Lyme disease is an inflammatory disease spread through a tick bite.
This article offers a general overview on Lyme disease. For specific information see:
Alternative Names: Borreliosis
Causes, incidence, and risk factors:
Lyme disease is caused by the bacteria Borrelia burgdorferi (B. burgdorferi). Certain ticks carry the bacteria. The ticks pick up the bacteria when they bite mice or deer that are infected with Lyme disease. You can get the disease if you are bitten by an infected tick.
Lyme disease was first reported in the United States in the town of Old Lyme, Connecticut in 1975. Cases have now been reported in most parts of the United States. Most occur in the Northeast, upper Midwest, and along the Pacific coast. Lyme disease is usually seen during the late spring, summer, and early fall.
There are three stages of Lyme disease.
- Stage 1 is called primary Lyme disease.
- Stage 2 is called secondary Lyme disease.
- Stage 3 is called tertiary Lyme disease.
Risk factors for Lyme disease include walking in high grasses, taking place in activities that increase tick exposure, and having a pet that may carry ticks home.
Not everyone infected with the bacteria gets ill. If a person does become ill, the first symptoms resemble the flu and include fever , headache , chills, muscle pain , and lethargy .
There may be a "bulls-eye" rash, a flat or slightly raised red spot at the site of the tick bite often with a clear area in the center. This lesion can be larger than 1 to 3 inches wide.
Stiff neck , joint inflammation , body-wide itching, unusual or strange behavior, and other symptoms may be seen in persons with later stages of the disease.
Note: Deer ticks can be so small that they are almost impossible to see. Therefore, many people with Lyme disease never even saw a tick. These people are more likely to develop symptoms because the tick remained on their body longer.
Signs and tests:
A blood test can be done to check for antibodies to the bacteria that causes Lyme disease. The most common one used is the ELISA for Lyme disease test. A western blot test is done to confirm ELISA results.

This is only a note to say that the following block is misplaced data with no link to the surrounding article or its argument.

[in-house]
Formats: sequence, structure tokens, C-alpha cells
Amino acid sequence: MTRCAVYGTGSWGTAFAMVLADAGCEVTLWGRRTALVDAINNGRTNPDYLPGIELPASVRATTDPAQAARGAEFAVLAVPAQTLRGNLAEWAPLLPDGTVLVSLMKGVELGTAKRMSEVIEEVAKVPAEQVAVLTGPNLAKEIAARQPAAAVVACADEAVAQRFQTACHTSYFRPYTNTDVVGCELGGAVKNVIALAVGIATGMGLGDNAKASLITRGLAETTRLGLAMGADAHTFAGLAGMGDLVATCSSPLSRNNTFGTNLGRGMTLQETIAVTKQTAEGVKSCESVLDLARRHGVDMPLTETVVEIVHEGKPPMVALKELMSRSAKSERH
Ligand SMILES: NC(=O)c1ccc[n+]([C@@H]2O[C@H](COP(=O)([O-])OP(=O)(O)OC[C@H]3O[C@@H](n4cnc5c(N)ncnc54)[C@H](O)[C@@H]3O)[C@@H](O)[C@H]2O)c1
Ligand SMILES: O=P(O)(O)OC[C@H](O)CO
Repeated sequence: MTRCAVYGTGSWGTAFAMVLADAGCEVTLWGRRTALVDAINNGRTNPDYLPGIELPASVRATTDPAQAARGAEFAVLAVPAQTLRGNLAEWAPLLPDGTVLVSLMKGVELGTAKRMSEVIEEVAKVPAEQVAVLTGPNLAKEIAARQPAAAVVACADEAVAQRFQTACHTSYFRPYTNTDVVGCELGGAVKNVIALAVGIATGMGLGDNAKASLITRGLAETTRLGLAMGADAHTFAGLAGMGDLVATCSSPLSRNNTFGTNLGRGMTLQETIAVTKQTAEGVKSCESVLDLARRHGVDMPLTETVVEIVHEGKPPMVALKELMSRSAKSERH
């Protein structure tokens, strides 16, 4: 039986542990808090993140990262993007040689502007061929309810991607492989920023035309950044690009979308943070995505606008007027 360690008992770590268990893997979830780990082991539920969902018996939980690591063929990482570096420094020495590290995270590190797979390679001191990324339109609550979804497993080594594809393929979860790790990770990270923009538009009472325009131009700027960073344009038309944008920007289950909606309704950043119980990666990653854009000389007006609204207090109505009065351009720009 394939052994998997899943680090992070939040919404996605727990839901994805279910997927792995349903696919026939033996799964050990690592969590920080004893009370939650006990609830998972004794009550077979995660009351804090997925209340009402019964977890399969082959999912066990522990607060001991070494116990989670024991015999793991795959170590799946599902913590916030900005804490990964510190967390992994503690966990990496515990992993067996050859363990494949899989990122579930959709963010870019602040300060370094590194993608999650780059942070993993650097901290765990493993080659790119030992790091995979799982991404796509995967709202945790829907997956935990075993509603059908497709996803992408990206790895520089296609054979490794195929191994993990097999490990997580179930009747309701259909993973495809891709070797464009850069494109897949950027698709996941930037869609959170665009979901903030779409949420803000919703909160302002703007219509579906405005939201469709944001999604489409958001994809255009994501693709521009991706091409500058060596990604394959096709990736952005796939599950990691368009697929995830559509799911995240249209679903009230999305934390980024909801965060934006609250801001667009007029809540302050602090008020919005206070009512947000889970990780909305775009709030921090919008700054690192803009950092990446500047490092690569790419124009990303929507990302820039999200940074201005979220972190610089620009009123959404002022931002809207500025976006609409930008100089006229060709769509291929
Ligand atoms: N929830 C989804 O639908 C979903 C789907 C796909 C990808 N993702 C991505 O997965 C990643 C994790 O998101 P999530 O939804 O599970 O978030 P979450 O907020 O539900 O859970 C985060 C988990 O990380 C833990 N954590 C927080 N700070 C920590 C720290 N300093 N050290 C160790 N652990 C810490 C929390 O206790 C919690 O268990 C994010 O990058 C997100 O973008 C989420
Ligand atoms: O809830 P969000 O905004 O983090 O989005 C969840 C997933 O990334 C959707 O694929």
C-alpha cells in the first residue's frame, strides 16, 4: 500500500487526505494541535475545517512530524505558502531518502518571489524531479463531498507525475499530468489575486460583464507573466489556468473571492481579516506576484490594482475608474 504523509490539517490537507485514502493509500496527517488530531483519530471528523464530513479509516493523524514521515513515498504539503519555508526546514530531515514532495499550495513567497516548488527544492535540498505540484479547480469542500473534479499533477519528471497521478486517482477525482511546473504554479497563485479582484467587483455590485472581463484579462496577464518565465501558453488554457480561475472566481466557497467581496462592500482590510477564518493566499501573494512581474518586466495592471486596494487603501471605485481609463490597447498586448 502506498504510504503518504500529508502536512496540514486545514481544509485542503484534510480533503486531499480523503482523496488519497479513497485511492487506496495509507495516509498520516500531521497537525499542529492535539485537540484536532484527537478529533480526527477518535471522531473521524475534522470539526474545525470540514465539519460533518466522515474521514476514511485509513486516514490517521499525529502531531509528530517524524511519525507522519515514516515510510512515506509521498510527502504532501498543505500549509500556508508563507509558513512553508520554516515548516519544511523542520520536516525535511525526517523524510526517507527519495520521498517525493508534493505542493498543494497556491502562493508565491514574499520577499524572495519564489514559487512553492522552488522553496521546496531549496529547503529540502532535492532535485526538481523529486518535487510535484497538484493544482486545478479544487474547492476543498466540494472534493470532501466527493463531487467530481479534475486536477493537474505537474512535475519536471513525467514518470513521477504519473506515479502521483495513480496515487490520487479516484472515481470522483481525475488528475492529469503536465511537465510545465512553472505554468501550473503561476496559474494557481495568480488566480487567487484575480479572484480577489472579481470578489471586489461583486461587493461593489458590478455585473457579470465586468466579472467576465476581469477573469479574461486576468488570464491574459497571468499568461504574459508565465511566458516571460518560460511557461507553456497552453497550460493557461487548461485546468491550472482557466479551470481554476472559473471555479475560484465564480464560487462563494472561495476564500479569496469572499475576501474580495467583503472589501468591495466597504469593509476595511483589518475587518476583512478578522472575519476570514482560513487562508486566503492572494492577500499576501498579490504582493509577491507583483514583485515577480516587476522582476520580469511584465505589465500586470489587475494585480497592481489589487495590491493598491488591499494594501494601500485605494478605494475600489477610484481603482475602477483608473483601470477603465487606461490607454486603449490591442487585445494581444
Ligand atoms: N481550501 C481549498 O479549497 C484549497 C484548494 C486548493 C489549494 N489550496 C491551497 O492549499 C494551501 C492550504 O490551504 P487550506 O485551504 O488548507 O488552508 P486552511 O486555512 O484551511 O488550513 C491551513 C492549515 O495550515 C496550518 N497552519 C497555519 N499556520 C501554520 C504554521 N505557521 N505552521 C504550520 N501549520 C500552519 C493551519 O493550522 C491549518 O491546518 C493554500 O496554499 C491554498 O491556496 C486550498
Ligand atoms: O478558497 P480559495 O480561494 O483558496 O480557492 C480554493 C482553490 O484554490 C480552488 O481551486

A physical exam may reveal signs of joint, heart, or brain problems in persons with advanced Lyme disease.
Antibiotics are used to treat Lyme disease. The specific antibiotic used depends on the stage of the disease and your symptoms.
Anti-inflammatory medications, such as ibuprofen, are sometimes prescribed to relieve joint stiffness .
If diagnosed in the early stages, Lyme disease can be cured with antibiotics. Without treatment, complications involving joints, the heart, and the nervous system can occur.
Advanced stages of Lyme disease can cause long-term joint inflammation (Lyme arthritis) and heart rhythm problems. Neurological problems are also possible, and may include:
- Decreased concentration
- Memory disorders
- Nerve damage
- Paralysis of the facial muscles
- Sleep disorders
- Visual disturbances
Calling your health care provider:
Call your health care provider if symptoms of Lyme disease develop.
When walking or hiking in wooded or grassy areas, tuck long pants into socks to protect the legs, and wear shoes and light-colored, long-sleeved shirts. Ticks show up better on white or light colored-clothing than dark items. Spray your clothes with insect repellant.
Check yourself and your pets frequently. If you find ticks, remove them immediately by using tweezers, pulling carefully and steadily.
Ticks that carry Lyme disease are usually so small that they are almost impossible to see. After returning home, remove your clothes and thoroughly inspect all skin surface areas, including your scalp.